Compassion - what is it, and how do we do it? Compassion is a function of the heart and mind. It is understanding another person and his or her situation from his or her point of view. It is listening and observing with 100 percent of your being, with your heart, without judgment - using no filters, no colored glasses, no perspectives, and no agendas. Compassion is the vehicle by which we encounter and truly comprehend the interconnectedness of all things. It is the core of our unity.
However, compassion is not just a passive emotional state, but can be a call to action, a motivation for transformation. Compassion is active love, or as the Dali Lama would say, loving kindness. But what does compassion look like? Well, it can appear as a mother encircling a hurt child in her arms, a friend hugging you when you're down, the tender touch of a nurse easing your pain or the kind words or actions of a stranger. Compassion is donating your time and money to feed the hungry and sick, to clothe an orphaned child. It's volunteering at a soup kitchen or homeless shelter, taking in a foster child, or working in hospice and helping people in times of misfortune.
Compassion is also becoming aware of global issues that affect all of us and our planet. Compassion may be consciously taking action on a personal, political, or even spiritual level. On the personal level, we can "green" our lifestyles by doing things like recycling more, walking or riding more and driving less, cutting down on our use of energy, buying organic foods or planting a tree or a vegetable garden - in general, simplifying our lives. It is a reminder that our worth comes not from the amount of our involvement, achievements, or possessions, but from the depth and caring which we bring to each moment, place and person in our lives.
On the spiritual level, we can meditate and pray, putting our thoughts and energy out into the cosmos for the healing of persons, places and situations and for the bringing into being of material and immaterial desires.
But compassion can also mean living a life of compassionate spirituality, in which we act as if all beings are one and all things are divine. There is no difference between what we have, what we are or what we do - eating, sweeping the floor, and praying are all equally revered. If life is sacred, then living it in all of its aspects is also sacred. The highest state of being is the one in which a person is neither the doer nor the instrument of doing, neither the action being done nor the essence of it, but where all are one in the divine - love, lover and beloved. Compassion is experiencing all of life as sacred and interrelated. God is compassion and love. We can let God's love and compassion work through us, to heal us, so that we can realize that we are whole and thereby able to express our oneness, our divinity, and our compassion toward another. And, we are here to help one another. We can express compassion for ourselves and others by beginning to heal our hearts. We're all healers by birthright, just as we are divine, compassionate beings. And so, with the love and compassion of Spirit, we can be healers of our hearts. But what else do we need to be "healers"? We need three things:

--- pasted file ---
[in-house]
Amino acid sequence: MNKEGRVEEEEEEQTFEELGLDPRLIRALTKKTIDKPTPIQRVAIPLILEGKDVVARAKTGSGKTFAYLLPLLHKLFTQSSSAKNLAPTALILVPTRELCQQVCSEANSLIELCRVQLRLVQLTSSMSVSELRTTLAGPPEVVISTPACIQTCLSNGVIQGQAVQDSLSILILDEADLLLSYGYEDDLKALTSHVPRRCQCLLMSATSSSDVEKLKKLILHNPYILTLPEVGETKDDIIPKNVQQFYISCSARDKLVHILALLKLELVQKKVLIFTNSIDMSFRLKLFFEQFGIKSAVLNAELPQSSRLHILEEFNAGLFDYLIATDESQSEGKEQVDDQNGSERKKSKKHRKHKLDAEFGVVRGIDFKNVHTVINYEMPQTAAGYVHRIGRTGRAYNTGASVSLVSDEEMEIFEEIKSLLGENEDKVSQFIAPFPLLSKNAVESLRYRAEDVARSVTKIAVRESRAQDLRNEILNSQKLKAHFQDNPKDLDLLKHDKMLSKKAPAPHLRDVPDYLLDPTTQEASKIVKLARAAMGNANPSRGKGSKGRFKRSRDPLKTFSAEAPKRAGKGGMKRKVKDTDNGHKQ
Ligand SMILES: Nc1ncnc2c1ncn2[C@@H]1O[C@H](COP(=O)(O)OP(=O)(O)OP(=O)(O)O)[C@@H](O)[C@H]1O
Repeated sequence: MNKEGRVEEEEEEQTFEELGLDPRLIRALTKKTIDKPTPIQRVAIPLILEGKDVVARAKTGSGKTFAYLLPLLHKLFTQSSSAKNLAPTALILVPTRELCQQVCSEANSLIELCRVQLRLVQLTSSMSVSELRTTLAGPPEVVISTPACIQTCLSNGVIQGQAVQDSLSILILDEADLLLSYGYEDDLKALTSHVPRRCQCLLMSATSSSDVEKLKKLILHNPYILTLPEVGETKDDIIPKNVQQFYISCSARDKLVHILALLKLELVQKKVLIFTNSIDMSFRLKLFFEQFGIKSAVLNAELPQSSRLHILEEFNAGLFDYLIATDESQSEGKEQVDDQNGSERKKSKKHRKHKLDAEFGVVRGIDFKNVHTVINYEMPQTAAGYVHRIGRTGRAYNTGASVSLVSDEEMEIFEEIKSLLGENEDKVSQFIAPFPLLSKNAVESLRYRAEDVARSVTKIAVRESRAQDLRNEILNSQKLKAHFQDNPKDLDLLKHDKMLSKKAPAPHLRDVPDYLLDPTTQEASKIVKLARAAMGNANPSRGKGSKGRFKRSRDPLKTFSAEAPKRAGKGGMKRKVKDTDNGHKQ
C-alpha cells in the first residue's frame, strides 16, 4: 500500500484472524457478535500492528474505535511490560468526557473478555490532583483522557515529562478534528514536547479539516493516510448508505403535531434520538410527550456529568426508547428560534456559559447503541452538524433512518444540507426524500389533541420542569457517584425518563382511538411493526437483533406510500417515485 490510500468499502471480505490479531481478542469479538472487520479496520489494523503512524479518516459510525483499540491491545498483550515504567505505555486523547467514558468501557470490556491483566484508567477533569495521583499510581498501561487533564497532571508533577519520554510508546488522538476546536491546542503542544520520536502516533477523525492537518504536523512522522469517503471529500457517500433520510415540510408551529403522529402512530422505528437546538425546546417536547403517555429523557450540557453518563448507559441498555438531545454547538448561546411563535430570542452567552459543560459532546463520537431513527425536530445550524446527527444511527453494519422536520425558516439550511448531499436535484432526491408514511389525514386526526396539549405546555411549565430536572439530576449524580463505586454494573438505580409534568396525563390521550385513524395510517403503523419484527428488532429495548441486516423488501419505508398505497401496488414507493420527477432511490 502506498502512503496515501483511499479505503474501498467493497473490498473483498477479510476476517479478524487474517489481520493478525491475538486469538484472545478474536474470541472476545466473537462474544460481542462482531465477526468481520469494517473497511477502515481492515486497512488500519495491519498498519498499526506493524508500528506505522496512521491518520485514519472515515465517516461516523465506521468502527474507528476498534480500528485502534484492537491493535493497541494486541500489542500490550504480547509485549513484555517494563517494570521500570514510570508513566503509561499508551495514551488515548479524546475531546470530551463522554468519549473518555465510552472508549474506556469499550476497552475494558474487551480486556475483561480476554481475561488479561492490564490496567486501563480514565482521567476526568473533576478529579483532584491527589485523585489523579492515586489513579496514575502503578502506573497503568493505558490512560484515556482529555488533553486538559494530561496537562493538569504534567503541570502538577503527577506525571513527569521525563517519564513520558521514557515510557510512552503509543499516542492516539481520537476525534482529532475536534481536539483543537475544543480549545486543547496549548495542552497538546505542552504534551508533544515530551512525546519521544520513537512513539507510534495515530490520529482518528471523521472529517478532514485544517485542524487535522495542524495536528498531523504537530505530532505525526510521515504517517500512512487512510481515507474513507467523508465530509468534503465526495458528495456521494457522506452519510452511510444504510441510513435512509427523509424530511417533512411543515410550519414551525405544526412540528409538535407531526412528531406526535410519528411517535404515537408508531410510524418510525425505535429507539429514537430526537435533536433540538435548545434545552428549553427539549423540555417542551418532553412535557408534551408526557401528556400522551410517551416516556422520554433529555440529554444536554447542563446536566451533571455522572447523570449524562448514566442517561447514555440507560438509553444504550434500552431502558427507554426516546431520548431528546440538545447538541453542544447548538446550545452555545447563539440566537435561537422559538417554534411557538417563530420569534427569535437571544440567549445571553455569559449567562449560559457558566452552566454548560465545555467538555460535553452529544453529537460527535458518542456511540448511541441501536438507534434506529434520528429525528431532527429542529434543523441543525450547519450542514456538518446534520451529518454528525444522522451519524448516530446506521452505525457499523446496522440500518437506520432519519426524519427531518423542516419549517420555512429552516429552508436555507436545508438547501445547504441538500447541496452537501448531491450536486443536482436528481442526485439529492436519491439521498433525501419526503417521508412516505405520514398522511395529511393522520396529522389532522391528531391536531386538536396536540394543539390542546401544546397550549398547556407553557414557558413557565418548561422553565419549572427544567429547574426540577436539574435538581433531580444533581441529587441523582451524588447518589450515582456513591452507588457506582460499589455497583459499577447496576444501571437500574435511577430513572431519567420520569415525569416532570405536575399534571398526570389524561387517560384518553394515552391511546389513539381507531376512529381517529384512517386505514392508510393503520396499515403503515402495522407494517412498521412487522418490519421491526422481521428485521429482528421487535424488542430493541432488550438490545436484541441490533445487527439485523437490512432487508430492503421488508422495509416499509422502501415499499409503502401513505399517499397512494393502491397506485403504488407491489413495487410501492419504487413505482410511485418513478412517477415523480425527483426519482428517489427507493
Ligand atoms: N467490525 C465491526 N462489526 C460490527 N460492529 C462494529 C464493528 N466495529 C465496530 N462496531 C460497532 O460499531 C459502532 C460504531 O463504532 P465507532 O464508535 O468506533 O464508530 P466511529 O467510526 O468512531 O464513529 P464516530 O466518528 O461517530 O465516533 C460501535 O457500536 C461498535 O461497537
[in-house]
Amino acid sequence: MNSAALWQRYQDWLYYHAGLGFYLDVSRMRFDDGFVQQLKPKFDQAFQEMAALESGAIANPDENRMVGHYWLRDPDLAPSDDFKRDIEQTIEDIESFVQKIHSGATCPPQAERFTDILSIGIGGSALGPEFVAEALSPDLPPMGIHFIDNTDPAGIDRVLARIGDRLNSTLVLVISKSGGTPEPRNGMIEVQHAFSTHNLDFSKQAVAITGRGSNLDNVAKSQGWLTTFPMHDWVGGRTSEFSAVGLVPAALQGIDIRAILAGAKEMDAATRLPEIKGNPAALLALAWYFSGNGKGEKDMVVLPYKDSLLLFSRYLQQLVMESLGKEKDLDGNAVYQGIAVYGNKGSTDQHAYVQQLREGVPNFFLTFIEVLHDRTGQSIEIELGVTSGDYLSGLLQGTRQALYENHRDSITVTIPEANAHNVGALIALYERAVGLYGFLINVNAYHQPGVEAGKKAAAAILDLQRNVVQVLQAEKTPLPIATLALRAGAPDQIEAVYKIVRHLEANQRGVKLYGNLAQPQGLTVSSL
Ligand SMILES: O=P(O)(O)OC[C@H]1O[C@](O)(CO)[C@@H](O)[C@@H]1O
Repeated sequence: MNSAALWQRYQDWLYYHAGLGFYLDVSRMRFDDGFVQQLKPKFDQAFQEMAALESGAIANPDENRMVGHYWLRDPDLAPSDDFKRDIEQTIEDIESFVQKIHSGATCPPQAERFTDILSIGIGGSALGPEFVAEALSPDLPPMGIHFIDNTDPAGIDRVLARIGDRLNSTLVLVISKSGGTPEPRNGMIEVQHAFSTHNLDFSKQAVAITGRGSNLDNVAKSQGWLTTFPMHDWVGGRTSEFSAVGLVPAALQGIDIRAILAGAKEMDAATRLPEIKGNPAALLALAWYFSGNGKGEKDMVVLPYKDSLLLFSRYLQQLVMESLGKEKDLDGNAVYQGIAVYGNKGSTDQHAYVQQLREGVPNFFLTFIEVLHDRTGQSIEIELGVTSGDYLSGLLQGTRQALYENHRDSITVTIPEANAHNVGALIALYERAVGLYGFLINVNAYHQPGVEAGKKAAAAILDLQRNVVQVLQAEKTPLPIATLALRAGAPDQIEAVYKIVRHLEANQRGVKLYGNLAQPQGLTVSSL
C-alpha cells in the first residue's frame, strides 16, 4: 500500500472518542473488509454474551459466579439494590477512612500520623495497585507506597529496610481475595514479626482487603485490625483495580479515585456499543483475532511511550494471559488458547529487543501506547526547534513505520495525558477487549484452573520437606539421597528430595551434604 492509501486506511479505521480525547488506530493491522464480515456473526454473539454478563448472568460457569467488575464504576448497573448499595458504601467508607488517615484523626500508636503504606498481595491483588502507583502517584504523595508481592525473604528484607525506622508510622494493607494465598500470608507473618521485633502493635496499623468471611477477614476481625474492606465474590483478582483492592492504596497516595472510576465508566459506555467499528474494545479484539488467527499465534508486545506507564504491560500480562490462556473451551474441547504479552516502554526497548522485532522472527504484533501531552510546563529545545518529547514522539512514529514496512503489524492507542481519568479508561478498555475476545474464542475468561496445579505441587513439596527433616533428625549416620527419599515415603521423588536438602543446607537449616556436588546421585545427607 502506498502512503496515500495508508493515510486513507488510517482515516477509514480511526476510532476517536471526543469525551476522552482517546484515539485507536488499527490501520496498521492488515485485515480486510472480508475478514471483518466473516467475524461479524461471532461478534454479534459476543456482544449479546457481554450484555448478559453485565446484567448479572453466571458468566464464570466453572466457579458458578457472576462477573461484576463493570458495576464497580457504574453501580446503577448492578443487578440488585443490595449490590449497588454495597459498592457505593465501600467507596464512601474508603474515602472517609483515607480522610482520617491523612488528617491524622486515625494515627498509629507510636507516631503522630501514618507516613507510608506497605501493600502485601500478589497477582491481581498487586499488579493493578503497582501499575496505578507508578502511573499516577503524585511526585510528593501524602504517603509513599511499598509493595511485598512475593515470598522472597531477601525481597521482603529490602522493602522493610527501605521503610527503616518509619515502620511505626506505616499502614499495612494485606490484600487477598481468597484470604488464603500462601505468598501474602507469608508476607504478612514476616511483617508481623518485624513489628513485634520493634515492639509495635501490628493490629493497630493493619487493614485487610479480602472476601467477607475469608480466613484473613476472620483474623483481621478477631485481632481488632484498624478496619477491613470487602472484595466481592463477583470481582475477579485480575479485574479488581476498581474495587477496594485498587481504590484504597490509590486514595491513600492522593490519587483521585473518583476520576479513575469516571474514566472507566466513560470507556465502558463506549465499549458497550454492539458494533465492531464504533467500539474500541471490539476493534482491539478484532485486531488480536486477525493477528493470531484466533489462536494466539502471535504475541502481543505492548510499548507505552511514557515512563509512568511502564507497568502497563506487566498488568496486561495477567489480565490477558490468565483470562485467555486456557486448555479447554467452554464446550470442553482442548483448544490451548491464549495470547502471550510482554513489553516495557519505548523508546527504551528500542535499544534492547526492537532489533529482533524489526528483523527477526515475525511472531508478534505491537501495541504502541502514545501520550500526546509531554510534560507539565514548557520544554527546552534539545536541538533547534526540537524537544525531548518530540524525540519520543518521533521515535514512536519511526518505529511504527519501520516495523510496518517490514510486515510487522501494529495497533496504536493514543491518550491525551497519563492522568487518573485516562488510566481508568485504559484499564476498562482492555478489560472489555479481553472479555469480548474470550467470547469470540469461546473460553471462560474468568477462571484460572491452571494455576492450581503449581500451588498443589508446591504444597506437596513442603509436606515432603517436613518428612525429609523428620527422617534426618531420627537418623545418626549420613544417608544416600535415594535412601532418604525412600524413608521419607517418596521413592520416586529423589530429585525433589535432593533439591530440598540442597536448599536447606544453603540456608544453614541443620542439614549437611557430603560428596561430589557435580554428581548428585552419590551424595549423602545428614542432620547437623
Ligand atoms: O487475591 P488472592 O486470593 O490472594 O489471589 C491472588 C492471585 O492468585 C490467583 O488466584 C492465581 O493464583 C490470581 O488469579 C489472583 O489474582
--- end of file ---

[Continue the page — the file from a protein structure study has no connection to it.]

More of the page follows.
Intent - our desire and willingness to serve
Access - our openness to receiving Universal Life Force, Spirit, God's Love
Focus - being present, here, now.
With these requirements in mind, you can do a "heart healing" exercise at home, with a partner or by yourself. Just allow yourself to slip into that deep expanding meditative space using your breath, grounding and centering your being in the reflection of love. Place your hands over your heart and envision yourself surrounded by God's love. By invoking Spirit and by focusing on being totally present, you allow God's love and compassion to permeate your being and heal your heart.
Compassion - what is it? It's an opening of our hearts towards ourselves and others with the realization of the interconnectedness of all, the sacredness of all and the interdependence of all. It's a consciousness that we are whole. It's an understanding that what we do for ourselves we do for others and what we do for others we ultimately do for ourselves. Compassion is a transformation into awareness. It's a letting go of apathy, withdrawal and denial and an embracing of kindheartedness; it's living fully a sacred and spiritually unlimited life.
Pastors in the U-B circulation area who want to write a column should contact Catherine Hicks at 509-526-8312, or by e-mail at firstname.lastname@example.org.